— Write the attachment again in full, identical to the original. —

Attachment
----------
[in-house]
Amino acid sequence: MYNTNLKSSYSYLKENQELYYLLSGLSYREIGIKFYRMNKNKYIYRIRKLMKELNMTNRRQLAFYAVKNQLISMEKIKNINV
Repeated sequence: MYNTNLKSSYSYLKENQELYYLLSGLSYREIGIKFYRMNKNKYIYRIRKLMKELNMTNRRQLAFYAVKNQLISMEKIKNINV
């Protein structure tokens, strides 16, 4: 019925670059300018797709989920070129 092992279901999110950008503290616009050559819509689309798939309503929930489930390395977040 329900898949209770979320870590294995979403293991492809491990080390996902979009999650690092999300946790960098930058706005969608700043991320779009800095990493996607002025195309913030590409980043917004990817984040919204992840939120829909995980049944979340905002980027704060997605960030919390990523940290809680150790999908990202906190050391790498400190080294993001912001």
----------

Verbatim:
[in-house]
Amino acid sequence: MYNTNLKSSYSYLKENQELYYLLSGLSYREIGIKFYRMNKNKYIYRIRKLMKELNMTNRRQLAFYAVKNQLISMEKIKNINV
Repeated sequence: MYNTNLKSSYSYLKENQELYYLLSGLSYREIGIKFYRMNKNKYIYRIRKLMKELNMTNRRQLAFYAVKNQLISMEKIKNINV
């Protein structure tokens, strides 16, 4: 019925670059300018797709989920070129 092992279901999110950008503290616009050559819509689309798939309503929930489930390395977040 329900898949209770979320870590294995979403293991492809491990080390996902979009999650690092999300946790960098930058706005969608700043991320779009800095990493996607002025195309913030590409980043917004990817984040919204992840939120829909995980049944979340905002980027704060997605960030919390990523940290809680150790999908990202906190050391790498400190080294993001912001």